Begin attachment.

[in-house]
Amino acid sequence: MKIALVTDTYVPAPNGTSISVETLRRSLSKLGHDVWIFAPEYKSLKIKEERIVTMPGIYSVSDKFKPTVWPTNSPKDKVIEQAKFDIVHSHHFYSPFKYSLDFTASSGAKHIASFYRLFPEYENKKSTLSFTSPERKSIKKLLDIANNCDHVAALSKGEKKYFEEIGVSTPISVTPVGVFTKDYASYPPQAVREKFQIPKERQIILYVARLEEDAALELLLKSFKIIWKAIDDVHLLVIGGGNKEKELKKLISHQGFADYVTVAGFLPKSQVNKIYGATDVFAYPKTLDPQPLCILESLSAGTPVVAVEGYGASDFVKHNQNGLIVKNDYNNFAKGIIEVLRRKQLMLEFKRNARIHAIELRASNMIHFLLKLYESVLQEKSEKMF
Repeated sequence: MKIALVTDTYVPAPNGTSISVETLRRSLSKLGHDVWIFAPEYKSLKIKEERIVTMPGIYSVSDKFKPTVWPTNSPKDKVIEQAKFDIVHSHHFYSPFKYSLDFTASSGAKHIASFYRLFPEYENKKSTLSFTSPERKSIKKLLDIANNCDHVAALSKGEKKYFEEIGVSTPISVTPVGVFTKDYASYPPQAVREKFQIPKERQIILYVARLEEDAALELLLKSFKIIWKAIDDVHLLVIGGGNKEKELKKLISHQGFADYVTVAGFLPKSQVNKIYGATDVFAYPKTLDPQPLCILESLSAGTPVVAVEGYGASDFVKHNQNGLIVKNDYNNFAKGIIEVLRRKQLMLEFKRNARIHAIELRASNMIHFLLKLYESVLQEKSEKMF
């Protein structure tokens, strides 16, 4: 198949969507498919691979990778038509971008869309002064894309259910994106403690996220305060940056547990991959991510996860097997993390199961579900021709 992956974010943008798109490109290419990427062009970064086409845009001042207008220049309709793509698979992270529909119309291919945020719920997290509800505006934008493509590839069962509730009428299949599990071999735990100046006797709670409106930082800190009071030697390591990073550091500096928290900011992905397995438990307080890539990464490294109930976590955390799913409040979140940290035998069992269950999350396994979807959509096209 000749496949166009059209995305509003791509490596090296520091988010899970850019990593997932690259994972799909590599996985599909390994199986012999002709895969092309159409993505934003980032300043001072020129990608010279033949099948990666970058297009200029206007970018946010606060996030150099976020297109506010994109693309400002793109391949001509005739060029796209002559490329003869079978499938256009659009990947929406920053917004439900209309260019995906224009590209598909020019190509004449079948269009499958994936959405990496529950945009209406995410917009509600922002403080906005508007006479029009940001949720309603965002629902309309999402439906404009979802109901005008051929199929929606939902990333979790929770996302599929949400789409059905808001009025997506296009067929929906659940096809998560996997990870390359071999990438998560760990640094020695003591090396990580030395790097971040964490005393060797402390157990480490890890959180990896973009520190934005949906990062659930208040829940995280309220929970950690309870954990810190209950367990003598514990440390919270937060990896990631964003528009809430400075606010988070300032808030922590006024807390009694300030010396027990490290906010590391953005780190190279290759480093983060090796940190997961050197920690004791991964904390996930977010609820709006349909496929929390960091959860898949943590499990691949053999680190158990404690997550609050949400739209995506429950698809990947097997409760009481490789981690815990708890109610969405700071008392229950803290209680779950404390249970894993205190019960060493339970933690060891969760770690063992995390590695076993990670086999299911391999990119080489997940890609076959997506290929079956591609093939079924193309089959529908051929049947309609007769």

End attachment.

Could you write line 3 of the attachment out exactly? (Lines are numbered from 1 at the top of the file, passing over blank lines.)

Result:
Repeated sequence: MKIALVTDTYVPAPNGTSISVETLRRSLSKLGHDVWIFAPEYKSLKIKEERIVTMPGIYSVSDKFKPTVWPTNSPKDKVIEQAKFDIVHSHHFYSPFKYSLDFTASSGAKHIASFYRLFPEYENKKSTLSFTSPERKSIKKLLDIANNCDHVAALSKGEKKYFEEIGVSTPISVTPVGVFTKDYASYPPQAVREKFQIPKERQIILYVARLEEDAALELLLKSFKIIWKAIDDVHLLVIGGGNKEKELKKLISHQGFADYVTVAGFLPKSQVNKIYGATDVFAYPKTLDPQPLCILESLSAGTPVVAVEGYGASDFVKHNQNGLIVKNDYNNFAKGIIEVLRRKQLMLEFKRNARIHAIELRASNMIHFLLKLYESVLQEKSEKMF